Early homesteading settlers in the area around Hanna were occasionally served by the Tinchebray Fathers from Castor, forty-five miles north of the town of Hanna. May 3, 1910 marked the first visit by Father Lucien LeConte S.M.T who visited a parishioner in his home, to which many visits were made thereafter. Hanna’s church was begun in 1915 and officially offered Mass for the first time in June, 1916. The building was later blessed by Archbishop Emile Legal on June 29, 1917. Rev. A. Darvell, a Franciscan on temporary leave from England was the very first resident pastor, arriving in July, 1921. In the early years of the church and its Mass, many parishioners traveled great distances by means of horse and carriage. It has been noted that during the years of the Depression when both food and money were scarce, Mass was held in the basement to save heating costs and was only offered during Lent. These struggles among the parishioners during the Depression created a ‘special’ sense of a bonding community.
During the 1940s, the ladies of the Altar Society were often called on to help out in any way they could, particularly with church and community work, which furthered the common themes of working together in order to persevere. In 1946, resident pastor Fr. M.A. Harnett invited the Sisters of Charity of the Immaculate Conception to come to Hanna. The Sisters were a huge part of life in Hanna. They are rooted in the prophetic vision of St. Vincent de Paul who urged the need for a community of women who could reach out in compassion to all communities alike, with a special relationship to the poor and needy. They taught catechism and began directing the parish choirs, along with teaching music for all who wanted to learn, both inside and outside of the church community. The Sisters however, withdrew from Hanna and community in the early 1960s. This was in part due to post-World War II social developments inclusive of a more vigorous feminism and many women wishing to work for better employment opportunities and also in-part due to the declining numbers of religious in the surrounding communities all across the country.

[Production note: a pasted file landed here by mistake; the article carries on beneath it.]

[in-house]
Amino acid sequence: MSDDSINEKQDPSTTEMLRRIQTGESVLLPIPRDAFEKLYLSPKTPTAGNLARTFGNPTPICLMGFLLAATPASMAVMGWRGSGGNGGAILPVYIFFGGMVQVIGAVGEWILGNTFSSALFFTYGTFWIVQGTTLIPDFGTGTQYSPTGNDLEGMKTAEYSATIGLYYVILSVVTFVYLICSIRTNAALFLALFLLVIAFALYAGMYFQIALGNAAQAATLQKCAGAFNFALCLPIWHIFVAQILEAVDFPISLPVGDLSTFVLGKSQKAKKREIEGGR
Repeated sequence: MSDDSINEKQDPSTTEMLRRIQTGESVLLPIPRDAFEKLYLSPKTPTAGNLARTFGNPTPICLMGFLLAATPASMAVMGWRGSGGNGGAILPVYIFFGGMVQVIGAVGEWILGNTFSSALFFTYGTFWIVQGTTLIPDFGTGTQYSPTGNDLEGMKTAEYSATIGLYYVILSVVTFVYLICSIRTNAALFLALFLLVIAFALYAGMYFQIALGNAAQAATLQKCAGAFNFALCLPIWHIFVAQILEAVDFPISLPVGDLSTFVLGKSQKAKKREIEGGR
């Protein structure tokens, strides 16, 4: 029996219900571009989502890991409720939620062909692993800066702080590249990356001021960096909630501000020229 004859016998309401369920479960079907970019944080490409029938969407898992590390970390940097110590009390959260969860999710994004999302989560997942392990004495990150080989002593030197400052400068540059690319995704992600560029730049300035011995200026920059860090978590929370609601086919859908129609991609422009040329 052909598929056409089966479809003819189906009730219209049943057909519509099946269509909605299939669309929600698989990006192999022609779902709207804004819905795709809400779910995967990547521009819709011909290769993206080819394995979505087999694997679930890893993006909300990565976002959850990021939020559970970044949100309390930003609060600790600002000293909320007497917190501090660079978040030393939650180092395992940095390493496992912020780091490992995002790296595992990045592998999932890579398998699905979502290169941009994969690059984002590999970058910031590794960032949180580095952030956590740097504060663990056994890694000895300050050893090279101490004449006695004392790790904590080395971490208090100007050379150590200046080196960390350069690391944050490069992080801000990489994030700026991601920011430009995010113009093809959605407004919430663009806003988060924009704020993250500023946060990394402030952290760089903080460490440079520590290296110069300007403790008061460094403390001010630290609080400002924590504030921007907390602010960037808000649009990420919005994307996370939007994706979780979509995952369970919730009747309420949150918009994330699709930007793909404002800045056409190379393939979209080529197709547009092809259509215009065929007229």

In 1955 a new church had been erected for which Father Harnett managed to collect funds in his travels abroad in both Canada and the United States. The church was dedicated on September 1, 1956, by Archbishop MacDonald. The old church had been moved to Delia in July 1955, 36 kilometres away from Hanna, and has served there ever since.
The 1960s brought change in the form of geographical reconstructions. The Calgary Diocesan boundaries had been established before the Canadian Northern Railway was finished. As a result, Hanna, which is on the “Goose Lake Line” and on the highway from Calgary to Saskatoon, was not in the Calgary Diocese, although all its geographic connections were in that direction and it was only one-mile north of the Diocesan boundary. The railway curved north because of the conformation of the Hand Hills and a divisional point was established which became the town of Hanna in August, 1912. Hanna had no easy road or rail connections with Edmonton, and half of its potential parishioners lived in the Diocese of Calgary. Relocation of the Diocesan boundary was first broached in 1936 by Archbishop O’Leary of Edmonton, but for various reasons was not completed until June 7, 1965, after a delegation of parishioners from Hanna asked for the change. After 1965, when the borders of the Diocese were altered to embrace Hanna, St. George’s own boundaries themselves shifted several times. In 1965 the Calgary Diocese transferred responsibility for St. Timothy’s Mission at Sunnynook from Oyen to Hanna. In 1974, Hanna began serving Youngstown, 56 kilometres to the east. The mission was restored to Oyen in 1975, while St. George’s geographical borders were re-drawn again on 1980. Because of the vastness of the region for which Oyen was responsible, the Diocese was prompted to return Youngstown to the care of Hanna. At the same time, it gave Brooks the portion of St. George’s Parish south of Pockville.